• People with good self-management skills
contribute to more efficient & effective
group environments
Cooper, Heron, and Heward
Applied Behavior Analysis, Second Edition
Copyright © 2007 by Pearson Education, Inc.
All rights reserved
Advantages & Benefits of
Self-Management
• Teaching students to use selfmanagement skills provides meaningful
practice for other areas of school
curriculum
• Ultimate goal of education
• Benefits society
• Helps a person feel good
• Feels good
Cooper, Heron, and Heward
Applied Behavior Analysis, Second Edition
Copyright © 2007 by Pearson Education, Inc.
All rights reserved
Antecedent-Based
Self-Management Tactics
• Primary feature is the manipulation of
events of stimuli antecedent to the target
(controlled) behavior
– Environmental planning
– Situational inducement
Cooper, Heron, and Heward
Applied Behavior Analysis, Second Edition
Copyright © 2007 by Pearson Education, Inc.
All rights reserved
Antecedent-Based
Self-Management Tactics
• Manipulating MO’s to make a desired (or
undesired) behavior more (or less) likely
• Providing response prompts
• Performing initial steps of a behavior chain
• Removing materials required for an undesired
behavior
• Limiting undesired behavior to restricted
stimulus conditions
• Dedicating a specific environment for a behavior
Cooper, Heron, and Heward
Applied Behavior Analysis, Second Edition
Copyright © 2007 by Pearson Education, Inc.
All rights reserved
Manipulating Motivating Operations
• General strategy:
– Behave in a way (controlling behavior)…
– that creates a certain state of motivation that,
in turn…
– increases (or decreases as desired) the
subsequent frequency of the target behavior
(controlled behavior)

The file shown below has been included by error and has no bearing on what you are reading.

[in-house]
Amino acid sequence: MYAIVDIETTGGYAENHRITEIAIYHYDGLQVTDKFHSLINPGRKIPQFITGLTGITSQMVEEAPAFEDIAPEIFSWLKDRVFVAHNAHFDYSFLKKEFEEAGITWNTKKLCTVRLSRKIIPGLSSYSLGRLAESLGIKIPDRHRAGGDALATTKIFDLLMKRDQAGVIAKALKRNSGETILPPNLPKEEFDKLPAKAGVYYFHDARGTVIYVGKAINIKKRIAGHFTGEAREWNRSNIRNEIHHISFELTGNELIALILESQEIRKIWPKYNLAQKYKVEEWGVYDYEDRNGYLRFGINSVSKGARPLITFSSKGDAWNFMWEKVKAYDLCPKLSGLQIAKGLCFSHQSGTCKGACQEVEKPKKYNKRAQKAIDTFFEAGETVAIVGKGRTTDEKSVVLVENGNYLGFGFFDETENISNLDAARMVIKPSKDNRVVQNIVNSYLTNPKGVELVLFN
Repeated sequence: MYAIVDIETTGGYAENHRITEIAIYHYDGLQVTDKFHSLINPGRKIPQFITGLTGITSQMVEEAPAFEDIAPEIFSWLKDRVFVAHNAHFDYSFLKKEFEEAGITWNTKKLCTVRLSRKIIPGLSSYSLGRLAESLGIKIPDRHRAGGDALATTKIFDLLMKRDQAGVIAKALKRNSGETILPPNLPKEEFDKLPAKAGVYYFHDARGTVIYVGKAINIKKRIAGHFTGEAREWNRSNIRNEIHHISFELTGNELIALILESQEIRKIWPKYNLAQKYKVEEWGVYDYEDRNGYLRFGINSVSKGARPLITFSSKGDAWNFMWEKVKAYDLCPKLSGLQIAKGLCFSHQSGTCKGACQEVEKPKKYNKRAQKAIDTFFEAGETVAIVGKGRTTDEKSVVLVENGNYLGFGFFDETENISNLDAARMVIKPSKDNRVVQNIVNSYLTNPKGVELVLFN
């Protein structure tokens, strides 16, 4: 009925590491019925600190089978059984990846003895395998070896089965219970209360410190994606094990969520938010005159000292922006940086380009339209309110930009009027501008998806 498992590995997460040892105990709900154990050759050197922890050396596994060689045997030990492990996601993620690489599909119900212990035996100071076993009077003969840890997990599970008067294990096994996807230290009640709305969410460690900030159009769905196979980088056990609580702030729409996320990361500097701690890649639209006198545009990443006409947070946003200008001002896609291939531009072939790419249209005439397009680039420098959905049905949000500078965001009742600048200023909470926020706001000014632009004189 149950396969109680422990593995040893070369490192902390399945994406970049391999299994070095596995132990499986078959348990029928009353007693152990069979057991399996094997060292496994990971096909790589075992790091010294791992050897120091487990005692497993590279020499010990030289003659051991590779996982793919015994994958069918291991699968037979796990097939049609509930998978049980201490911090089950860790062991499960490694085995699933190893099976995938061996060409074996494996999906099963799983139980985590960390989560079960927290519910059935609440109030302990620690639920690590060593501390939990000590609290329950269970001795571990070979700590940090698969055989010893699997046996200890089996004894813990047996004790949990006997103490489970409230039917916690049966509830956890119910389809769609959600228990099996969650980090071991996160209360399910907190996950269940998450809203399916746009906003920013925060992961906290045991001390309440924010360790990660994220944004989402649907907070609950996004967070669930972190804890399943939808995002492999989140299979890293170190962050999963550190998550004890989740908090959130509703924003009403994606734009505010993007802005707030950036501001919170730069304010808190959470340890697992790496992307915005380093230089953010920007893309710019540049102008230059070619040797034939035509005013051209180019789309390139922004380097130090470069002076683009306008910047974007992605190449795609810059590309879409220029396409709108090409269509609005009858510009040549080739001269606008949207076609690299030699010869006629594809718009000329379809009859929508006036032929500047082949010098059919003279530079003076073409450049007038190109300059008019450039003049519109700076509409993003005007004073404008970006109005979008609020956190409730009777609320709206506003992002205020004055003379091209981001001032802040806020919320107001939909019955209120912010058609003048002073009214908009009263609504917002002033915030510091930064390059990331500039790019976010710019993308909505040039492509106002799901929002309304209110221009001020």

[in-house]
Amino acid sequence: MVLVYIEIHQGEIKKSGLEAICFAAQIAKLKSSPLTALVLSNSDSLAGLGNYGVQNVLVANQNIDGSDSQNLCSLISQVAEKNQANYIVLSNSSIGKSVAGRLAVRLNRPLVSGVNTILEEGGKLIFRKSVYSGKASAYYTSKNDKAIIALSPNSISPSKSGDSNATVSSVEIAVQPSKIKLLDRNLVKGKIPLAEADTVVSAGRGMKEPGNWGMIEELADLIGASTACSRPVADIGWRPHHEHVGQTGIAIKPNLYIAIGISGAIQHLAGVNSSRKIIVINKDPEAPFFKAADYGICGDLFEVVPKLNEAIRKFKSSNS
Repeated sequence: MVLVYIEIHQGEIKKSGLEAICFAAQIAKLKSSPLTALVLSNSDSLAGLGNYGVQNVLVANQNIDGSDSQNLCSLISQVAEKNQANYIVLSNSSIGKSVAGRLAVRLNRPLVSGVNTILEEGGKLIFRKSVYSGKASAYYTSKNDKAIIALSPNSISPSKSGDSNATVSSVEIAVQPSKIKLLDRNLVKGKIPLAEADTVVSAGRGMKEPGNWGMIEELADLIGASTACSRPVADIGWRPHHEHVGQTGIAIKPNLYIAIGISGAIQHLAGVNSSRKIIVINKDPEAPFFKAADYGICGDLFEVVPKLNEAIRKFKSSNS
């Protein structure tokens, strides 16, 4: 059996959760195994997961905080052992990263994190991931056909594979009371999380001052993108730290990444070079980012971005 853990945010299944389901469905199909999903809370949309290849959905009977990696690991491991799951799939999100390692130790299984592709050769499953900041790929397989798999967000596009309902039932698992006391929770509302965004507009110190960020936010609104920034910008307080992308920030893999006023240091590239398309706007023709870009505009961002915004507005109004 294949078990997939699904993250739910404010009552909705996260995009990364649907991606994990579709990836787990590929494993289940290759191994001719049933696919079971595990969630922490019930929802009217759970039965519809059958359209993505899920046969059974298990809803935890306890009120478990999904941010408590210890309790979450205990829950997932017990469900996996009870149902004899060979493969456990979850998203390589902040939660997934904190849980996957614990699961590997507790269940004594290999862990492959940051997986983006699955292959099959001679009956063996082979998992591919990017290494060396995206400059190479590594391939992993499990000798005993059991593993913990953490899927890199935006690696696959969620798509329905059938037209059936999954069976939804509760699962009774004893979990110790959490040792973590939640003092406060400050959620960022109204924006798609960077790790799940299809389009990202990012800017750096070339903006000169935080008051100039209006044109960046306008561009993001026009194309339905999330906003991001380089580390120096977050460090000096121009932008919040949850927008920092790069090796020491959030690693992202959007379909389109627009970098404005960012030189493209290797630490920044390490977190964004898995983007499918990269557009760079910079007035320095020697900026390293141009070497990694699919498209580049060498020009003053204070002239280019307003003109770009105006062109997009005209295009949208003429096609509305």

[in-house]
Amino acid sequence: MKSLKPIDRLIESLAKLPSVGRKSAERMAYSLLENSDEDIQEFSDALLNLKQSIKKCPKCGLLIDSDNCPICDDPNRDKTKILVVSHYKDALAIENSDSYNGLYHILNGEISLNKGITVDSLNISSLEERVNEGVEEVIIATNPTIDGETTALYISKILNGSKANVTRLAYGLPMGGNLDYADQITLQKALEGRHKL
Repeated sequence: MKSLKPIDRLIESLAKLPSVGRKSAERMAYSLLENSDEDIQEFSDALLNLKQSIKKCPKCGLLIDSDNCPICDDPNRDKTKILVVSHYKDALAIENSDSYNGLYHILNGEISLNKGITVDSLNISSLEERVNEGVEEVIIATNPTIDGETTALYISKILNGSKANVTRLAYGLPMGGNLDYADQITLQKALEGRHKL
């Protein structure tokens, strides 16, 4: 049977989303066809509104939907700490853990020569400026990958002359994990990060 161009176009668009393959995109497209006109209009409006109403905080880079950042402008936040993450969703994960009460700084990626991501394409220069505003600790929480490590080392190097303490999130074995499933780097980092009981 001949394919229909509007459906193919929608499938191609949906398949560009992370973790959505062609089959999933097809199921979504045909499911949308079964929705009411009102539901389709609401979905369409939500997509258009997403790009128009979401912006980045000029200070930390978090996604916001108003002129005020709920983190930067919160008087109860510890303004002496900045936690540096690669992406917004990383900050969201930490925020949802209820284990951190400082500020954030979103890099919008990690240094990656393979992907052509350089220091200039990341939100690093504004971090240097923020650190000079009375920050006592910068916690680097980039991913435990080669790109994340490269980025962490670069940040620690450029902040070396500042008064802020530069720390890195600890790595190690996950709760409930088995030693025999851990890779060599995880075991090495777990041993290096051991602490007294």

Cooper, Heron, and Heward
Applied Behavior Analysis, Second Edition
Copyright © 2007 by Pearson Education, Inc.
All rights reserved
Providing Response Prompts
• Wide variety of forms (e.g. visual, auditory,
textual, symbolic)
• Generic response prompt
• Specific response prompt
• Prompt repeated performance of a
behavior in a variety of situations &
settings
• Supplemental response prompts (provided
by others)
Cooper, Heron, and Heward
Applied Behavior Analysis, Second Edition
Copyright © 2007 by Pearson Education, Inc.
All rights reserved
Performing the Initial Steps
of a Behavior Chain
• Behaving in a manner that ensures being
confronted later with a SD that reliably
evokes the target behavior
• Performing part of a behavioral chain (the
self-management response) at one point
in time, a person has changed his
environment with an SD that will evoke the
next response in the chain & will lead to
the completion of the task (selfmanagement response)
Cooper, Heron, and Heward
Applied Behavior Analysis, Second Edition
Copyright © 2007 by Pearson Education, Inc.
All rights reserved
Removing Items Necessary for an
Undesired Behavior
• Alter the environment so that an
undesirable behavior is less likely or
impossible to emit
Cooper, Heron, and Heward
Applied Behavior Analysis, Second Edition